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Maintaining a Positive State of Mind (Sport psychology)
Through my involvement in competitive sport fishing I have witnessed the dominance of a small group of anglers. Year over year this small group of anglers consistently win bass tournaments. This is especially impressive when you consider the fact that in fishing the conditions are always changing. What I have found is that to be consistent like this they have complete control over their thoughts and emotions when disappointment and challenges come their way. Those challenges can be personal, environmental or mechanical.
Many top fishing athletes would agree that Sports Psychology and personal development play a big role in their success. In today’s culture the demands on our time and energy have never been higher. Over the next few years we plan to explore new ways to implement sports psychology to improve your life and performance in fishing.
The biggest challenge we face in our lives today is that we are all to busy. Not getting proper rest will contribute to stress and anxiety. Proper rest is important before a competition. Lack of rest and relaxation will make you more vulnerable to having negative feelings and thoughts.
During a day when we catch ourselves feeling defeated we can learn how to reset. What we can learn from the top sport athelete's is how they can maintain a positive state of mind. Our emotions and thoughts control our behaviour's. To improve our performance we must become stronger mentally. That doesn’t mean by will power. It can only be done by training and developing the skills to master your thoughts. During events when we are struggling we can learn to reset our brain and bodies to stay confident and focused.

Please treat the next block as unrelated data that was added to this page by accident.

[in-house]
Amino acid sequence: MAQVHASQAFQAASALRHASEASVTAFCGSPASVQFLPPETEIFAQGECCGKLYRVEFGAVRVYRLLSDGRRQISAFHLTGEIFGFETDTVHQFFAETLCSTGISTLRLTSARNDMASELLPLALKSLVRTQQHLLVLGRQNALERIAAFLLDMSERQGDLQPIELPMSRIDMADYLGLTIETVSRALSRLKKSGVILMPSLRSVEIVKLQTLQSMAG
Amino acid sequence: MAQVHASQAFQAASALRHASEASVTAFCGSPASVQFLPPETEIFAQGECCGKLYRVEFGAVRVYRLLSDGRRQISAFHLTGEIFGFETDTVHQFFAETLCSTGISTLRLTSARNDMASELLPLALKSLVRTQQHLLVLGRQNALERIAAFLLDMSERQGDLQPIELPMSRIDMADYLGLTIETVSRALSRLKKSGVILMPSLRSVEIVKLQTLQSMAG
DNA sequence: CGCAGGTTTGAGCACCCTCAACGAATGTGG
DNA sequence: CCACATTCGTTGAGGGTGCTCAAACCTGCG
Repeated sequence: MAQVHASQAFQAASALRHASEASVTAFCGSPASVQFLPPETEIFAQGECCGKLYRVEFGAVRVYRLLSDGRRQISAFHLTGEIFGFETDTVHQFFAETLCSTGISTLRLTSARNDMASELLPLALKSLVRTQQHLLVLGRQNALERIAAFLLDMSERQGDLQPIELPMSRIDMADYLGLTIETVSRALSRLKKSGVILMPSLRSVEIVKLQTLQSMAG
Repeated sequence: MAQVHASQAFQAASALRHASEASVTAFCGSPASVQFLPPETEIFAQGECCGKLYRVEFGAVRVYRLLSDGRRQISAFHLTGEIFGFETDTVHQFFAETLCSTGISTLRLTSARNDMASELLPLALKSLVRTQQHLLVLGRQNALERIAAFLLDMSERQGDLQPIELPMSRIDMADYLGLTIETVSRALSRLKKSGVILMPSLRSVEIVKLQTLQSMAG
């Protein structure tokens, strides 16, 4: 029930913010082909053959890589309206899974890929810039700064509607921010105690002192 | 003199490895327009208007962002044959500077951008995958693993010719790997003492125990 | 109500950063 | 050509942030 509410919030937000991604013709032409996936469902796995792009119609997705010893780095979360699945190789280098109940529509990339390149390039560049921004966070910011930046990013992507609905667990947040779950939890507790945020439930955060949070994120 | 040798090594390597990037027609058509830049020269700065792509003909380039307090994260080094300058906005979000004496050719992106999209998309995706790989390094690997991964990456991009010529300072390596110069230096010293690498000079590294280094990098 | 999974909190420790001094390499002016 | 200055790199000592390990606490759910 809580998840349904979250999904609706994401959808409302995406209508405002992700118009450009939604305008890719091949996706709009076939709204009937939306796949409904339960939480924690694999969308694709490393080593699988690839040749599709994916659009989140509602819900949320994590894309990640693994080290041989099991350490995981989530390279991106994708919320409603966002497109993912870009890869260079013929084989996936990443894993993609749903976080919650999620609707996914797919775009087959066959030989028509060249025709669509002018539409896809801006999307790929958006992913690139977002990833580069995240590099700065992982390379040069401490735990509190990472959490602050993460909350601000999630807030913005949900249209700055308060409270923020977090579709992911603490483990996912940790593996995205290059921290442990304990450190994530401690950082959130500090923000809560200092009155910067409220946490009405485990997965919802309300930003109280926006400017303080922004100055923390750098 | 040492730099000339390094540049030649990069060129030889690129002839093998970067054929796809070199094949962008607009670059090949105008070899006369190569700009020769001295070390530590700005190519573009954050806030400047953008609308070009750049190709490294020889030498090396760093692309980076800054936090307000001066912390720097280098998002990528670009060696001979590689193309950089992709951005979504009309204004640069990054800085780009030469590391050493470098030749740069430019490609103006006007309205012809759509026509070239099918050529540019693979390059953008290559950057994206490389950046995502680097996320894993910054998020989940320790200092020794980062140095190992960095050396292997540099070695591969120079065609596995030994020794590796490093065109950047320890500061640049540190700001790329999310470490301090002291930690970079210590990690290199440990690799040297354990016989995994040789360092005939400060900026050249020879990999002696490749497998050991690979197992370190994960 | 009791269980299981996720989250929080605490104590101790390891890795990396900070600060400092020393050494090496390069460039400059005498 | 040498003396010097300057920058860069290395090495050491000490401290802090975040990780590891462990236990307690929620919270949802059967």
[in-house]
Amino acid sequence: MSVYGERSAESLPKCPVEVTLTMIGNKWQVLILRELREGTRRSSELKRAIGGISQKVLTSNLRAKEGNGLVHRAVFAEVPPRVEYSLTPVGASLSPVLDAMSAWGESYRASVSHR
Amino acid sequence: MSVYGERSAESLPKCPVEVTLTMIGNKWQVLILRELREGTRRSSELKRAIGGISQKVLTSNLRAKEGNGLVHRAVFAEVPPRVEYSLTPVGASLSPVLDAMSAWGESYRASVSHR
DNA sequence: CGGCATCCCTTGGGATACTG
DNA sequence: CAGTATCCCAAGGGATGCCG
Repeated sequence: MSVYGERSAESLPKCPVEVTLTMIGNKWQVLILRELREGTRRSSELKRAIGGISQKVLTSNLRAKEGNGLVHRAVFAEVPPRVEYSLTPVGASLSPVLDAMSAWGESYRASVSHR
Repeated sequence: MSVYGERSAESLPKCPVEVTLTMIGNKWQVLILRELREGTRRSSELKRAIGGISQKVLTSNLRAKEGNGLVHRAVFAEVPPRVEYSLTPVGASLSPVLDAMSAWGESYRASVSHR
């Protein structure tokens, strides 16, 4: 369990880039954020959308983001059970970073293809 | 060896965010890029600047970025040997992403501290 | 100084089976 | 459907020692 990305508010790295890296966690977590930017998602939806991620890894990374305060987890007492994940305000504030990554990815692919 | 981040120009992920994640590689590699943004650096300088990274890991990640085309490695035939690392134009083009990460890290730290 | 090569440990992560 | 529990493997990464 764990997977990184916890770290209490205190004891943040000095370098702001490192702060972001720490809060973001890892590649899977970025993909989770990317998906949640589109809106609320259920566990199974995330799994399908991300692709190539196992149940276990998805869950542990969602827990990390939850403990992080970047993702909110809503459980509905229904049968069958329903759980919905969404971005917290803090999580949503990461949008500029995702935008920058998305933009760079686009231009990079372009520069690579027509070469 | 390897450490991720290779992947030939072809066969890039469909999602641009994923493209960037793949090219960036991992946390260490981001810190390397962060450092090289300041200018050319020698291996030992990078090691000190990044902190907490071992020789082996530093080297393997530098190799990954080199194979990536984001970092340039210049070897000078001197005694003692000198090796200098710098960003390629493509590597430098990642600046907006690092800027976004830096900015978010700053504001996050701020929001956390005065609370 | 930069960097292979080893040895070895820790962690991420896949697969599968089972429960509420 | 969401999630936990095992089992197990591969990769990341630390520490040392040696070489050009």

Here is an exert from an article written by Lindsay Thornton, Ed.D., CC-AASP, United States Olympic Committee
Interest in sports psychology applications among National Olympic Committees and professional teams has been growing with the goal of giving players a competitive edge in performance and recovery.
Excessive self-talk or self-instruction can interfere with an athlete’s technical performance. This phenomenon has been demonstrated in studies with shooting athletes (Hillman, Appareis, Janelle, & Hattifield, 2000), and is commonly reported by athletes when they describe “overthinking” or “paralysis-by-analysis”. With neurofeedback training, athletes can come to understand that there is often a certain emotional tone to the type of thinking that does not enhance performance - it might be doubt or nervousness that leads to the brain doing extra checks or exerting more mental effort than is needed in order to meet the desire to feel that one is working hard. This activity can be measured with a sensor on the head that captures the EEG output from a selected area of the cortex. When an athlete realizes that thought can still occur, but certain types of thoughts are unlikely to support success, he can practice identifying the occurrence of this state, then quiet and redirect his mind toward more useful states and/or concrete cues. Similar to focusing, quieting can be practiced with increasing pressure simulation to mimic what might be experienced at competitions.
Brief recovery/relaxation is often compared to pressing the reset button in training or competition. Specific times when an athlete feels he/she can have a brief recovery during performance are identified, and routines are practiced to create this state. Brief cognitive recovery typically takes the form of giving the brain a break from the attentional demands of sport by doing something else that is less taxing on the attention networks in the brain.